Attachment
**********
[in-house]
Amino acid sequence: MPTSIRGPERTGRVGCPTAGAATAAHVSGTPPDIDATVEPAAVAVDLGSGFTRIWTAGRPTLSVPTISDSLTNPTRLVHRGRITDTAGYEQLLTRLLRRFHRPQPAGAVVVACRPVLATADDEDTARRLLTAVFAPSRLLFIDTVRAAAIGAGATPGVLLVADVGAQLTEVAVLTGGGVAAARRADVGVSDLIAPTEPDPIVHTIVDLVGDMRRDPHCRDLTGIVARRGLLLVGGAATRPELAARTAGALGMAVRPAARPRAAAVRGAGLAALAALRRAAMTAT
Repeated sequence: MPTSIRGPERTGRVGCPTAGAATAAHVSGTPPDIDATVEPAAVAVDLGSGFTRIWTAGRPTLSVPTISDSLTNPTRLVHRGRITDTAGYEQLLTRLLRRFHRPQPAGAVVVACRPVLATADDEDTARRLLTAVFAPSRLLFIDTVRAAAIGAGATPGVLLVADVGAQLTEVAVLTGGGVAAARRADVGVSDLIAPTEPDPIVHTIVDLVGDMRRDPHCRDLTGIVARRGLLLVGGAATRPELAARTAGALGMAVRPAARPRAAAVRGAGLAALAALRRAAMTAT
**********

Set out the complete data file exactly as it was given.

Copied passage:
[in-house]
Amino acid sequence: MPTSIRGPERTGRVGCPTAGAATAAHVSGTPPDIDATVEPAAVAVDLGSGFTRIWTAGRPTLSVPTISDSLTNPTRLVHRGRITDTAGYEQLLTRLLRRFHRPQPAGAVVVACRPVLATADDEDTARRLLTAVFAPSRLLFIDTVRAAAIGAGATPGVLLVADVGAQLTEVAVLTGGGVAAARRADVGVSDLIAPTEPDPIVHTIVDLVGDMRRDPHCRDLTGIVARRGLLLVGGAATRPELAARTAGALGMAVRPAARPRAAAVRGAGLAALAALRRAAMTAT
Repeated sequence: MPTSIRGPERTGRVGCPTAGAATAAHVSGTPPDIDATVEPAAVAVDLGSGFTRIWTAGRPTLSVPTISDSLTNPTRLVHRGRITDTAGYEQLLTRLLRRFHRPQPAGAVVVACRPVLATADDEDTARRLLTAVFAPSRLLFIDTVRAAAIGAGATPGVLLVADVGAQLTEVAVLTGGGVAAARRADVGVSDLIAPTEPDPIVHTIVDLVGDMRRDPHCRDLTGIVARRGLLLVGGAATRPELAARTAGALGMAVRPAARPRAAAVRGAGLAALAALRRAAMTAT